Boots & Sabers

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Category: Politics – Texas

Texas Abortion Law Remains in Effect

The process continues.

The law, which went into effect on Sept. 1, was briefly paused after a federal judge issued a temporary injunction last week barring its enforcement. Days later, the law was reinstated after a panel of judges on the Fifth Circuit Court of Appeals issued a temporary administrative stay.

 

In the latest development of the high-profile case, the court rejected the Justice Department’s request to again halt Texas’ ability to enforce the law. In a 2-1 order Thursday night, a panel of judges granted Texas’s request to continue to stay the preliminary injunction while it pursues its appeal.

 

The court’s order did not detail its reasoning behind the ruling, which is expected to be appealed to the U.S. Supreme Court.

Appeals Court Sets Aside Lower Court Ruling to Allow Texas’ Abortion Law to Be Enforced

Excellent. This will go through a number of advances and reversals, but hopefully ends with an affirmation that babies are humans endowed with inalienable rights who deserve to be protected.

AUSTIN, Texas (AP) — A federal appeals court Friday night quickly allowed Texas to resume banning most abortions, just one day after clinics began racing to serve patients again for the first time since early September.

 

A one-page order by the 5th U.S. Circuit Court of Appeals reinstated the nation’s strictest abortion law, which bans abortions once cardiac activity is detected, usually around six weeks. It makes no exceptions in cases of rape or incest.

 

“Patients are being thrown back into a state of chaos and fear,” said Nancy Northup, president of the Center for Reproductive Rights, which represents several Texas clinics that had briefly resumed normal abortion services.

She called on the U.S. Supreme Court to “step in and stop this madness.”

 

Clinics had braced for the New Orleans-based appeals court to act fast after U.S. District Judge Robert Pitman, an appointee of President Barack Obama, on Wednesday suspended the Texas law that he called an “offensive deprivation” of the constitutional right to an abortion. Knowing that order might not stand long, a handful of Texas clinics immediately started performing abortions again beyond six weeks, and booked new appointments for this weekend.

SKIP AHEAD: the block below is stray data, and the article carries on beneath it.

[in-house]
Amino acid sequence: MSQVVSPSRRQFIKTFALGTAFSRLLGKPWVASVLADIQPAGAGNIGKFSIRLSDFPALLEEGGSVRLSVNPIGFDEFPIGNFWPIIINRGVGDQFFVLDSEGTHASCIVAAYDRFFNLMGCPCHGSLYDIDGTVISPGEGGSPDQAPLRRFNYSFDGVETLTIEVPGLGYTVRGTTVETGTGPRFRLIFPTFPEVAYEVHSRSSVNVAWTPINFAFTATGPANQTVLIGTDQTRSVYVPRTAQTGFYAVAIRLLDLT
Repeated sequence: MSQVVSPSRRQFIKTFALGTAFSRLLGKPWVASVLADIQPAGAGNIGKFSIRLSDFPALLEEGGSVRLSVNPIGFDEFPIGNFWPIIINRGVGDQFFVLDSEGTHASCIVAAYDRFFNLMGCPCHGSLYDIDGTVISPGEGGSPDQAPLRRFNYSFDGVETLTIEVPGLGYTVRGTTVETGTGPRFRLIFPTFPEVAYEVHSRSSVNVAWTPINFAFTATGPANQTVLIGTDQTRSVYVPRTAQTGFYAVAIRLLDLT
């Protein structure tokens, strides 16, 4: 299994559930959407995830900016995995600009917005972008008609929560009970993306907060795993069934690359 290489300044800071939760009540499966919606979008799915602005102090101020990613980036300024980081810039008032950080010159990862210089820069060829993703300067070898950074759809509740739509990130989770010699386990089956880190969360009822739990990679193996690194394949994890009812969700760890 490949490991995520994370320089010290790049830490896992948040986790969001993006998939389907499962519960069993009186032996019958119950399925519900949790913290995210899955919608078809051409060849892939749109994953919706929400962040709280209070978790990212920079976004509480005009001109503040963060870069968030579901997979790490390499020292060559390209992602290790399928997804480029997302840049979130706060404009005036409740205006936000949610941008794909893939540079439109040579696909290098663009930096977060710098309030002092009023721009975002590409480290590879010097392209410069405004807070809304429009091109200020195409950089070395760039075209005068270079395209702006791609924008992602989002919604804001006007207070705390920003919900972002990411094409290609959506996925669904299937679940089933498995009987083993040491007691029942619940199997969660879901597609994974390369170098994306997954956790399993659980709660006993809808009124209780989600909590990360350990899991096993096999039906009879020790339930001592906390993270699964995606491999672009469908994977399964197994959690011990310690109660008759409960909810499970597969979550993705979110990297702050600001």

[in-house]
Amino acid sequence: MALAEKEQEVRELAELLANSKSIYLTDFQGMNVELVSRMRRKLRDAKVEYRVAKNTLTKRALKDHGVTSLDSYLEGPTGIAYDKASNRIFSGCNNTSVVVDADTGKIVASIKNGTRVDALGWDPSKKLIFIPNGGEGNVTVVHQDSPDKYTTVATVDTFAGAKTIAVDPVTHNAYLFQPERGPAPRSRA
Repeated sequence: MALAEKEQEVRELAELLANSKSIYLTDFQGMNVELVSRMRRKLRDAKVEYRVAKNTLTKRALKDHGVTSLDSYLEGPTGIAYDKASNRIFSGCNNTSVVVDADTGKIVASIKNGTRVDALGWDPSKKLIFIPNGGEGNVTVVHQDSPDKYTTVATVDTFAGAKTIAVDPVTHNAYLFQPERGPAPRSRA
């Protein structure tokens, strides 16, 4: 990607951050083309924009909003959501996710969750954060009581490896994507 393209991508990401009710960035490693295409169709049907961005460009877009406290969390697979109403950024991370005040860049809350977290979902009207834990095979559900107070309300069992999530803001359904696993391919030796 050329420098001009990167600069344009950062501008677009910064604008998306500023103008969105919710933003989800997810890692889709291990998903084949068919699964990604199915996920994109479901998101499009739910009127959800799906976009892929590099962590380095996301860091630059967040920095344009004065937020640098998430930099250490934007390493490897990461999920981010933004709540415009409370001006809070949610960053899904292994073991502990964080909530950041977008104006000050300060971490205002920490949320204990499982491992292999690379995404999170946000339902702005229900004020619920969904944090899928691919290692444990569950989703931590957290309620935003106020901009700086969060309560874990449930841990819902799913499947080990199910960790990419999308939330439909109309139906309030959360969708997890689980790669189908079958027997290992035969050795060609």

But barely 48 hours passed before the appeals court accepted Texas’ request to set aside Pitman’s ruling — at least for now — pending further arguments. It gave the Biden administration, which had brought the lawsuit, until Tuesday to respond.

Texas Passes Fetal Heartbeat Law to Protect Babies

Wonderful news.

A law banning abortion from as early as six weeks into pregnancy has come into effect in the US state of Texas.

 

It bans abortions after the detection of what anti-abortion campaigners call a foetal heartbeat, something medical authorities say is misleading.

 

The law, one of the most restrictive in the country, took effect after the Supreme Court did not respond to an emergency appeal by abortion providers.

Doctors and women’s rights groups have heavily criticised the law.

 

It gives any individual the right to sue doctors who perform an abortion past the six-week point.

 

The so-called “Heartbeat Act” was signed into law by Texas Governor Greg Abbott in May.